If your network is connected externally, either to the internet or private network, firewalls should be used to protect your internal network and storage. Also, if data is sent outside the company’s network it must be encrypted (i.e., adhering to NIST standards in HIPAA). It can be easier to manage storage security when it sits on a different network (Separate VLAN) and servers have a second network interface onto this network, this can also be useful for ensuring performant storage connectivity.

Finally, a person can request a copy of their data, that is stored on your system, and that request must be fulfilled. Hence you will need to ensure that you can supply a complete copy of their data.

NetApp Cloud Tiering with Compliance

Let's start with how on-premises NetApp AFF and SSD-backed FAS systems make it easy to design with compliance in mind. A large portion of the configuration is policy-based, which can be configured to best practices using:

  • Role-Based Access Control to ensure that only authorized employees can administer the storage.   
  • A separate Storage Virtual Machine (SVM), which is effectively a secure separate entity, could be used for storing data with personal information. This would have different management and data network interfaces, ensuring access is restricted to just a small purpose-built network.
  • NetApp support of NFS v4 can restrict the NFS shares themselves as well as SMB shares to user-based access control, rather than just restricting by IP, and mandate kerberos-based user authentication, providing a higher level of security.

NetApp storage systems have unique data protection features to protect data, such as the ability to create NetApp Snapshot™ copies of the data at various stages during processing, in case you lose or corrupt the data and need to start again. As well as to replicate them to create a secondary copy for DR and/or backup purposes. Without a clean snapshot or secondary copy, restoring your system will cost time, money, or both.

In data processing, the bottleneck is normally storage, it can never be as fast as the CPU requires, so you need high-performance storage, which is why you have NetApp All Flash FAS systems. But high-performance SSD storage (SAS or NVMe based), is not cheap, and the total required capacity could exceed your budget.

Using NetApp Cloud Tiering service for AFF or SSD-backed FAS systems can reduce those costs by moving data that you are not using, to cloud storage on Amazon S3, Google Cloud Storage, or Azure Blob. "Cold" data is automatically moved to an object storage bucket in your preferred vendor's cloud when required. And this is all accomplished without any application refactoring, and client machines are completely unaware of the data movement.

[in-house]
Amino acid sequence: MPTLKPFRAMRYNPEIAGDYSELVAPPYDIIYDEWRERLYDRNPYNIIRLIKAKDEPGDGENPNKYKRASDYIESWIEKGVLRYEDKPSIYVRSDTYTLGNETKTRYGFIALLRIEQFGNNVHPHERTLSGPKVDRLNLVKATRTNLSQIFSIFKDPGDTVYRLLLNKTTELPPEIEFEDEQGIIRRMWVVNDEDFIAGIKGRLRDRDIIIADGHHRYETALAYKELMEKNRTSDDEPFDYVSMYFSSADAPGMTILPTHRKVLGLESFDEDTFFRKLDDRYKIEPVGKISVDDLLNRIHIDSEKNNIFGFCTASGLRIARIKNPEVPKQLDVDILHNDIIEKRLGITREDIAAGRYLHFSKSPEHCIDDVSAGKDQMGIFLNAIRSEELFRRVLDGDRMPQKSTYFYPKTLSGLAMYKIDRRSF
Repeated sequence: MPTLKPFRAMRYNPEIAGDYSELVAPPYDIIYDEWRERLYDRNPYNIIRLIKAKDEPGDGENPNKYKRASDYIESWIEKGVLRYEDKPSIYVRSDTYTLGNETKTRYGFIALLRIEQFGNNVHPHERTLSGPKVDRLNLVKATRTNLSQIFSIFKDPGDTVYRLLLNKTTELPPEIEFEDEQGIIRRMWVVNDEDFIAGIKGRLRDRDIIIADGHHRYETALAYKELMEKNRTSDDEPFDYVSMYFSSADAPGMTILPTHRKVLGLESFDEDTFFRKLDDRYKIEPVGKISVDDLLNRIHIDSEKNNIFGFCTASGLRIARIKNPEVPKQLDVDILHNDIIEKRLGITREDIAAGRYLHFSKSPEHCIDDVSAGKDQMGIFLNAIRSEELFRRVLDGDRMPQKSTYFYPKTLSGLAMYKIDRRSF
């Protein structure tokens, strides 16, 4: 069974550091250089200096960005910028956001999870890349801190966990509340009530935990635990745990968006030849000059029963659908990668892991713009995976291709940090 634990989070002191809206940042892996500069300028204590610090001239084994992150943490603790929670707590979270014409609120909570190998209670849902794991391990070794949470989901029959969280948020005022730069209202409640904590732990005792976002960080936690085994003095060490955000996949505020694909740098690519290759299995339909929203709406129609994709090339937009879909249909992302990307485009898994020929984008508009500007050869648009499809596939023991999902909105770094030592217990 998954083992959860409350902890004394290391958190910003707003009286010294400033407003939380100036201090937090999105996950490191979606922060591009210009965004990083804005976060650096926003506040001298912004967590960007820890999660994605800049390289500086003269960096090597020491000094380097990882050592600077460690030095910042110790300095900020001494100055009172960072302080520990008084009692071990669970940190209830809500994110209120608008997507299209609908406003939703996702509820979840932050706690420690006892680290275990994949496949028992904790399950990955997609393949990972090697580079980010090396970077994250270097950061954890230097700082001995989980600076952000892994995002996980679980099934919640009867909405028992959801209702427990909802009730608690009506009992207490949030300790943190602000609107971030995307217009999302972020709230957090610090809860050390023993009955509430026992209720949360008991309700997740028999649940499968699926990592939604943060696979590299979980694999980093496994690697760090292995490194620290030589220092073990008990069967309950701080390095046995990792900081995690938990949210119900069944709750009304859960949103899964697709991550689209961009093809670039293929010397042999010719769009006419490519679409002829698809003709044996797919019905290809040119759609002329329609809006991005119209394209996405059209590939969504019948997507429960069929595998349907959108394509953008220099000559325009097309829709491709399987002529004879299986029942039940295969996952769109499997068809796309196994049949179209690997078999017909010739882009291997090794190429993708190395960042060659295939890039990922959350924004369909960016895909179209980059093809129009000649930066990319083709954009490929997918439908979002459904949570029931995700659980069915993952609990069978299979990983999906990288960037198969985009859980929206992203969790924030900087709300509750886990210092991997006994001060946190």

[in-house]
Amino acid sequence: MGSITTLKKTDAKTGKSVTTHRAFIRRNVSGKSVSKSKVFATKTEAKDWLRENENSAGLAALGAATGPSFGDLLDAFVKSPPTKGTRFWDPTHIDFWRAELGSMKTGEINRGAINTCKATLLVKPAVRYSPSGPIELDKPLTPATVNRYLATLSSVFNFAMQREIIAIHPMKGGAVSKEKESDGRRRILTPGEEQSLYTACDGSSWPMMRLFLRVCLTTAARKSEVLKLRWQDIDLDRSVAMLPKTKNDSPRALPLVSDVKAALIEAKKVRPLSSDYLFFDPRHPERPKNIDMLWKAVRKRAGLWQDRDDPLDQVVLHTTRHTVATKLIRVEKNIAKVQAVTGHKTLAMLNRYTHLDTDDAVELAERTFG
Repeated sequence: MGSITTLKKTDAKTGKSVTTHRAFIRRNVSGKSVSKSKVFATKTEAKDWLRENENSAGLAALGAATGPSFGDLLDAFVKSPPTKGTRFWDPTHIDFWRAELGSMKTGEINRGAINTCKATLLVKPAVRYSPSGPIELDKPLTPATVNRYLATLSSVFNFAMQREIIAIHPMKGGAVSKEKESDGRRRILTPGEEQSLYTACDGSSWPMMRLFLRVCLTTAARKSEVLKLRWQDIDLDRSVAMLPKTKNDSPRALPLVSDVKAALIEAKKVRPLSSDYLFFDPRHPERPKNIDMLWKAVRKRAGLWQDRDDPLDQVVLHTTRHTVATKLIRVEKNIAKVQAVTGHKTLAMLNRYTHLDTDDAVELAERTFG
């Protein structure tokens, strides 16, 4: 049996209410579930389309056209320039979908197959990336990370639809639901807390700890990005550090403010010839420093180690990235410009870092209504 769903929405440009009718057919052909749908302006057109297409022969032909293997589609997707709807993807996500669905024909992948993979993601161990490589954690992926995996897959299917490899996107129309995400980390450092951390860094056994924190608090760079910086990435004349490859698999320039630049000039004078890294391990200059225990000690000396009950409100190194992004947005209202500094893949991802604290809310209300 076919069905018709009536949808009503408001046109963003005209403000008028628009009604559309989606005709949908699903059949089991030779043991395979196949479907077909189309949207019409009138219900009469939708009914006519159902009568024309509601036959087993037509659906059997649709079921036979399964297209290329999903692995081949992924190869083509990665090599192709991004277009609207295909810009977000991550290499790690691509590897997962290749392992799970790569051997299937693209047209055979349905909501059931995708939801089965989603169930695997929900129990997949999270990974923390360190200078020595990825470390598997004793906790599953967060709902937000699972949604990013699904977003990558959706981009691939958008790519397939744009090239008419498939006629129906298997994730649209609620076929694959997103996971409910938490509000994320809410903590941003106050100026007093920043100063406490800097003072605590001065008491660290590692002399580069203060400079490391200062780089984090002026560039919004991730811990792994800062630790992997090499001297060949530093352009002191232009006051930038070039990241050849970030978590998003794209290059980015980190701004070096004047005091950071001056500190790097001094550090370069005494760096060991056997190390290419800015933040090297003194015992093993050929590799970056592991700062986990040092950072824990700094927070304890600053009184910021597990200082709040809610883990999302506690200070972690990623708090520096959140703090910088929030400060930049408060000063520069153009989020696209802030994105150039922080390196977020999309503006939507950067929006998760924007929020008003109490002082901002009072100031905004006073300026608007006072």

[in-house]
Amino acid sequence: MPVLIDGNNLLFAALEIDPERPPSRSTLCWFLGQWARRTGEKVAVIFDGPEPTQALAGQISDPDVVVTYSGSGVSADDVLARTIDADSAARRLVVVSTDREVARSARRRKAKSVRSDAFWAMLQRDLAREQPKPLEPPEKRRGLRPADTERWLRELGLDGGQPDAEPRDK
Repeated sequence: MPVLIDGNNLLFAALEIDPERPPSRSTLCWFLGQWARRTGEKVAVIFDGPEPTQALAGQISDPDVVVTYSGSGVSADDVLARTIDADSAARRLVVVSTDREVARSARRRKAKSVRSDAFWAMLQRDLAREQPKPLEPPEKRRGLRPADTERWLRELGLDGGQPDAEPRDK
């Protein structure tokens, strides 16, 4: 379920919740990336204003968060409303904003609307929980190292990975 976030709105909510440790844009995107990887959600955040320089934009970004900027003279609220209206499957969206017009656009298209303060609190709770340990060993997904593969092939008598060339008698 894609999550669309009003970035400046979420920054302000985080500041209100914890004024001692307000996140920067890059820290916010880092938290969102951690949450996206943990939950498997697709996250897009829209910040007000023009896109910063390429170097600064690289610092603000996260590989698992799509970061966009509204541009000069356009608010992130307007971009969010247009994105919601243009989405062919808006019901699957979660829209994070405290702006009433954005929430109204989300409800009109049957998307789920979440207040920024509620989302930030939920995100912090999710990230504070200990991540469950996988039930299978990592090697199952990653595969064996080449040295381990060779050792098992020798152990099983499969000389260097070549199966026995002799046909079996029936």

Data that is in use frequently (hot data) is kept on the high-performance on-premises AFF or SSD-backed FAS system, and performance is not affected.

In this solution;

  1. Data stored in volumes can be encrypted using NetApp Volumes Encryption (NVE), a software-based technology for encrypting data at rest. An encryption key accessible only to the storage system ensures that volume data cannot be read if the underlying storage is repurposed, returned, misplaced, or stolen.        
  2. NetApp ONTAP data management software running on top of AFF and SSD-backed FAS system ensures data transfers to the cloud and back (with or without VPN) are protected in transit. Data moved between local and cloud tiers is encrypted by using TLS 1.2 using AES-256-GCM.
  3. On the cloud tier all data encrypted by NVE remain encrypted when moved to the cloud tier. Data that was not encrypted is encrypted server-side using AES-256-GCM encryption with encryption keys owned by the respective object store.  
  4. Cold data is encapsulated and transferred to the cloud tier as objects; however, when you access data that has been moved to the cloud, only the required blocks are moved back to your on-premises NetApp system, which provides good performance and minimum egress charges.
  5. The associated storage costs are reduced since the high-performance SSD storage is used for storing in-use data, and less-frequently used data is moved to the cloud to a cheaper object storage.


In a storage world where mistakes can be very costly, storage architecture that deals with personal data must be designed to provide the required protection by default.

Building in compliance does not need to be complex or unduly expensive. NetApp All Flash FAS and SSD-backed FAS systems simplify the design of compliant systems and mitigate the costs with Cloud Tiering.

Stay compliant, increase your high performance capacity, and reduce on-prem costs: Try out Cloud Tiering today.

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Oded Berman, Product Evangelist

Product Evangelist